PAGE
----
There is no question that the 31-year-old Young is talented. Since breaking into the major leagues in 2004 with the Texas Rangers, Young has made 135 starts, holding opposing hitters to a .220 batting average.
Despite the fact that Young can occasionally go through bouts of wildness, he has still limited his opponents to a .299 career on-base percentage. Basically, he will retire seven of every ten batters he faces. That type of success rate leads to fewer big innings by the opposing team.
There is one drawback to having Chris Young in your starting rotation. His 6'10" frame is very fragile.
From 2005-2007, Young made at least 30 starts each season. As you can see below, in each season he lowered his ERA and WHIP, while striking out more batters.
- 2005: 31 starts, 4.26 ERA, 1.27 WHIP, 137 Ks
- 2006: 31 starts, 3.46 ERA, 1.13 WHIP, 164 Ks
- 2007: 30 starts, 3.12 ERA, 1.10 WHIP, 167 Ks
Then 2008 came along and the brittle Chris Young was born. From his third consecutive 30+ start season in 2007, he went down to 18 starts in 2008 to 14 starts in 2009 to only four starts this past season.
His walks have also been on the rise as he has struggled through these annual injuries. If Young is healthy (and that's a BIG if), he can be a fine acquisition for the Mets.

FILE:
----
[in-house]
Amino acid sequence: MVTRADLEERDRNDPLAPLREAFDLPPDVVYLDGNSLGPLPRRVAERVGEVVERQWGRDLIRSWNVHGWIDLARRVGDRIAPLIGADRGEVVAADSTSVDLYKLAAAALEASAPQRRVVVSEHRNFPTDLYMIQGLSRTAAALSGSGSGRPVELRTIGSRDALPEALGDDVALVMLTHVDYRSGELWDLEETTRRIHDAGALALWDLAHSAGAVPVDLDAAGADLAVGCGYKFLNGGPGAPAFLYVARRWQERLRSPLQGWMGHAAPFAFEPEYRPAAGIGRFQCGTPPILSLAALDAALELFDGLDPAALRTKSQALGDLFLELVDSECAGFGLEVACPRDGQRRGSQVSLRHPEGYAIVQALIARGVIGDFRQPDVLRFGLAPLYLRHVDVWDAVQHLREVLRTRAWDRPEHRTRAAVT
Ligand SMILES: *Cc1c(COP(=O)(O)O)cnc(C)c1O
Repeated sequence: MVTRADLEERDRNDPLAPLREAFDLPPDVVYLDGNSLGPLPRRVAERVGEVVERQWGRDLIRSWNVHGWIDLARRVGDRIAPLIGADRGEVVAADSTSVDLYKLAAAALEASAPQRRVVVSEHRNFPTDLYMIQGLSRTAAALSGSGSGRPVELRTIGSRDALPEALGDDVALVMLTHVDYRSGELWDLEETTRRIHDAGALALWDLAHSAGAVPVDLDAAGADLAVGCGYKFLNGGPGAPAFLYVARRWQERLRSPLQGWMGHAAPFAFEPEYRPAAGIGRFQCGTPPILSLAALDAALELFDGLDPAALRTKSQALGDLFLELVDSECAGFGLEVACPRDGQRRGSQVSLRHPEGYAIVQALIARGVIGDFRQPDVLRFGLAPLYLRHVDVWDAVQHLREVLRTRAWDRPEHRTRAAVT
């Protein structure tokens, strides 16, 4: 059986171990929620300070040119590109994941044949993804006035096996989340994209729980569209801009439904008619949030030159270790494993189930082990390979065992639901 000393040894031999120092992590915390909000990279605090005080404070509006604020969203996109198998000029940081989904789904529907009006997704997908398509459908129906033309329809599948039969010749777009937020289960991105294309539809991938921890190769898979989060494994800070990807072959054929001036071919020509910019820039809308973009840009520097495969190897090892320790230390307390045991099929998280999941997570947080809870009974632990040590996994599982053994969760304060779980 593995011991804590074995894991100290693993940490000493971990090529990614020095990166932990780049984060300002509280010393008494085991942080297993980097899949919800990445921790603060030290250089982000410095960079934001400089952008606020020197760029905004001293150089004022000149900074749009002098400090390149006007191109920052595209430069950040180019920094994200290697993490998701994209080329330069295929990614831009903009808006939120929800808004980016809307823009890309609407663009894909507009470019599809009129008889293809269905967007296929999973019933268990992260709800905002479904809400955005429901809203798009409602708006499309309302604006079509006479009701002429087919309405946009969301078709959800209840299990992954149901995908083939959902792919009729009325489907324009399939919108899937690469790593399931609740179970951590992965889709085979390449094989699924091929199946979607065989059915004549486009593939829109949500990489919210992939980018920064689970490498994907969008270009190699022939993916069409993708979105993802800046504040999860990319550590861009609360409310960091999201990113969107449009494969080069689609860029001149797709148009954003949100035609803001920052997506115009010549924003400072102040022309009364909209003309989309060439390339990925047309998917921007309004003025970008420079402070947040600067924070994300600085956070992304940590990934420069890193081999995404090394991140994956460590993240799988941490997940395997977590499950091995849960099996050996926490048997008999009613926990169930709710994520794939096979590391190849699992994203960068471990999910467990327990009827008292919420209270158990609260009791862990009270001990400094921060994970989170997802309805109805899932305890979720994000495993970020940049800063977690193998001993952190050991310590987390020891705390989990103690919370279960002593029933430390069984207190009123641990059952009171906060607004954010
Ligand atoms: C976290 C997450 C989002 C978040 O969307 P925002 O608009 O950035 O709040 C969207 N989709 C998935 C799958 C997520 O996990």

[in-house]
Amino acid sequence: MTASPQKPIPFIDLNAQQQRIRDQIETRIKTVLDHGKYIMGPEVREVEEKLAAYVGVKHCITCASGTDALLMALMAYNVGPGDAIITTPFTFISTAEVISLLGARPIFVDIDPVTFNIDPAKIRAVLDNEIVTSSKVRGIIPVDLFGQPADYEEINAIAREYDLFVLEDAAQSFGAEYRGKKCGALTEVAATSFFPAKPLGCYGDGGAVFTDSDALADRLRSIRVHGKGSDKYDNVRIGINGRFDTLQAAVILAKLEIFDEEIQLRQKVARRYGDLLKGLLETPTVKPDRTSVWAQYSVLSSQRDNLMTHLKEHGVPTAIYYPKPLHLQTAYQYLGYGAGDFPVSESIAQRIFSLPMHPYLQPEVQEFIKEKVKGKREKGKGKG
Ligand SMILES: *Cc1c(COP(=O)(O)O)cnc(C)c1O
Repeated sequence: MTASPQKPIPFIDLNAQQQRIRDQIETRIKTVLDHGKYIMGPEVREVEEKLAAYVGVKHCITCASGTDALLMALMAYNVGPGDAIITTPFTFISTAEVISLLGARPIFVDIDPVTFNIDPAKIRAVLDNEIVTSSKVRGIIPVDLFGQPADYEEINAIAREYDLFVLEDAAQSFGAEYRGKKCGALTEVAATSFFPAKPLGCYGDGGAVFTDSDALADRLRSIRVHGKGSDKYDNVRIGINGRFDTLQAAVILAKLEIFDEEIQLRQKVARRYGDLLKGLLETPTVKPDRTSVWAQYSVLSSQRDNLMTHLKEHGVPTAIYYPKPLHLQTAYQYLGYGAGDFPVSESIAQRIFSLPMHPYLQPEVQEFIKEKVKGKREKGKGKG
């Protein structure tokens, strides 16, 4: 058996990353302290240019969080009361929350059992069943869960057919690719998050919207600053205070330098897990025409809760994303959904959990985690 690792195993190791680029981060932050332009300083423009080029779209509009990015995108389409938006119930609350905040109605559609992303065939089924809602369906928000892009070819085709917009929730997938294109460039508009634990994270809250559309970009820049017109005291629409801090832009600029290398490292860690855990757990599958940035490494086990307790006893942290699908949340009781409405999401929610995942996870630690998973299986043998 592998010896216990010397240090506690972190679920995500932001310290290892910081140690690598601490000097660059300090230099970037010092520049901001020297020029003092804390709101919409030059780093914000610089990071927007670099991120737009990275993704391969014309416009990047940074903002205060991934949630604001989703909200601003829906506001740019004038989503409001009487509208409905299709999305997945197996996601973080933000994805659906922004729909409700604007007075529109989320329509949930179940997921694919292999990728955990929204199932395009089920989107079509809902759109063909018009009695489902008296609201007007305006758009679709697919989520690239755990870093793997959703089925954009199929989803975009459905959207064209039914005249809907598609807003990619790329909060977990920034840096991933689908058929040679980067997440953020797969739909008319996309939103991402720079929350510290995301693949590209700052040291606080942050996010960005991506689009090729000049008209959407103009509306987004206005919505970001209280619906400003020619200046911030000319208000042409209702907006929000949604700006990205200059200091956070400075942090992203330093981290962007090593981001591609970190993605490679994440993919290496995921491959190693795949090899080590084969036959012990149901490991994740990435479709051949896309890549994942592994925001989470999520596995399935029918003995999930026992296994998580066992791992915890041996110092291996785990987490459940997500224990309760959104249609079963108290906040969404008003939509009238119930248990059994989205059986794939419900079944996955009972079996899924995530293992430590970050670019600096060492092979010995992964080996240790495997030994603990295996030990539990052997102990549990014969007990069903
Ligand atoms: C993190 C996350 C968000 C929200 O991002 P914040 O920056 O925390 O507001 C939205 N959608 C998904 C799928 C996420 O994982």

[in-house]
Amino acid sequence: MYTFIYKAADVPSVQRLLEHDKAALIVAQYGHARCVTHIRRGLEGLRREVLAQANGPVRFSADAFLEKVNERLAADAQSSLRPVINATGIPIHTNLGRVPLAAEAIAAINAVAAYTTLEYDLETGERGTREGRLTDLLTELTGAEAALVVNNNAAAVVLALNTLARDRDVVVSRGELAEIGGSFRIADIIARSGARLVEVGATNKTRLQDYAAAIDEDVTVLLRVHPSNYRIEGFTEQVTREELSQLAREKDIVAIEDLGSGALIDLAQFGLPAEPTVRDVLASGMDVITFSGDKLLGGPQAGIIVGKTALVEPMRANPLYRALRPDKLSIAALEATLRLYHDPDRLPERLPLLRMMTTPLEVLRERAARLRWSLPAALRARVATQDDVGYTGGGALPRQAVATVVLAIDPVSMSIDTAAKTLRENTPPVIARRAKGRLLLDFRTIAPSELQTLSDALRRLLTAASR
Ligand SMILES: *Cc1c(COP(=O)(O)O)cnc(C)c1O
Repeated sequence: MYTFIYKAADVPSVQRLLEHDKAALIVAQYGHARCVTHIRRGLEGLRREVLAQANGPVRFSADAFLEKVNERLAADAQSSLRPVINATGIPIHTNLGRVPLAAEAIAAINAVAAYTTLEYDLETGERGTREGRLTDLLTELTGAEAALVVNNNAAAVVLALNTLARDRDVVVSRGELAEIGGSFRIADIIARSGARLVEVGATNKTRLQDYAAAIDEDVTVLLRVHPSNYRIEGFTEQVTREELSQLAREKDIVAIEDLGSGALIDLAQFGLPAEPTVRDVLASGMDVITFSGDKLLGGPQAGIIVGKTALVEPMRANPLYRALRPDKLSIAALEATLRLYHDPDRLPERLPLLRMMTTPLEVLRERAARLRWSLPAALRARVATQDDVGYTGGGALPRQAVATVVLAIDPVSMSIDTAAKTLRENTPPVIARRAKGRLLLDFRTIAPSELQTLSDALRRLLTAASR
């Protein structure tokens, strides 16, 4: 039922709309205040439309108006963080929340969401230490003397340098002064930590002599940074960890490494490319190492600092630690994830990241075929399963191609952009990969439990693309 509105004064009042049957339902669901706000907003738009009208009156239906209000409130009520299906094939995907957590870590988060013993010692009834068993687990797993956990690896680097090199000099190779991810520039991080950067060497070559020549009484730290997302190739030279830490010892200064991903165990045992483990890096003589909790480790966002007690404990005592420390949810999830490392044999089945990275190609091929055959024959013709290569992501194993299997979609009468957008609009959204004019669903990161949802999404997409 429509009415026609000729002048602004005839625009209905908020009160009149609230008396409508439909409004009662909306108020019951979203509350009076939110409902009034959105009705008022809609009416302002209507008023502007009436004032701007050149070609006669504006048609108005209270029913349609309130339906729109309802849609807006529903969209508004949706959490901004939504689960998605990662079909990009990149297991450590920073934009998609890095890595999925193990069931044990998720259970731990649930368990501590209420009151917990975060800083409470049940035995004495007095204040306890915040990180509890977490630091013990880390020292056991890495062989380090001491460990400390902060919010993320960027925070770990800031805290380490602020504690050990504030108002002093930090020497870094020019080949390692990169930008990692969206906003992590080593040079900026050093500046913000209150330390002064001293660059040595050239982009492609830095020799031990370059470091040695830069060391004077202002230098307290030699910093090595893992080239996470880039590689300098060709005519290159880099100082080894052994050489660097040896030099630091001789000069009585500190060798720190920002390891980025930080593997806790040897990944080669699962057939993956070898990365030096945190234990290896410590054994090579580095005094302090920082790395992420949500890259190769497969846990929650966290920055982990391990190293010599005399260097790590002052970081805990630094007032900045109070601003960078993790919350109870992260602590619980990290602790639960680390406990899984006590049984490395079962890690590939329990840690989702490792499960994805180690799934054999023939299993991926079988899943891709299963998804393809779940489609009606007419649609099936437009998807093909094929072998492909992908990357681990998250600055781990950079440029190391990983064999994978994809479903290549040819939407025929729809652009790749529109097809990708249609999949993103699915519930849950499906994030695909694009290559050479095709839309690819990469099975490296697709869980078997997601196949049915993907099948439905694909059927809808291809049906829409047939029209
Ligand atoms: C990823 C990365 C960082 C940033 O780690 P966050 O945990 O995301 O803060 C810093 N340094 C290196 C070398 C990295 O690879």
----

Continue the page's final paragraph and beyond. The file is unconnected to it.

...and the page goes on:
Young is known as a fly ball pitcher, which is perfect for a pitcher's ballpark such as Citi Field. Having pitched most of his career for the San Diego Padres in cavernous Petco Park, Young knows how to pitch to his park's dimensions.
In 45 career starts at Petco Park, Young maintained an exceptional 2.85 ERA and 1.11 WHIP, striking out nearly a batter per inning (250 Ks in 265.1 innings). He also held opponents to a .205 batting average and .283 on-base percentage. Pitching half his games at Citi Field could lead to similar results.
As long as the Mets don't do something stupid and sign him to a three-year, $36 million contract, Young could be a good fit. He would need to prove he is healthy, but if he does, a one-year, incentive-laden deal would not be uncalled for.
The Marlins signed Javier Vazquez to a one-year, $7 million contract. The Dodgers signed Jon Garland to a one-year, $5 million contract. Both of those pitchers were healthy last season. The Mets should be able to sign Chris Young for less than that. He may be the most fragile of the three, but if he can stay on the mound, he may end up being the best bargain.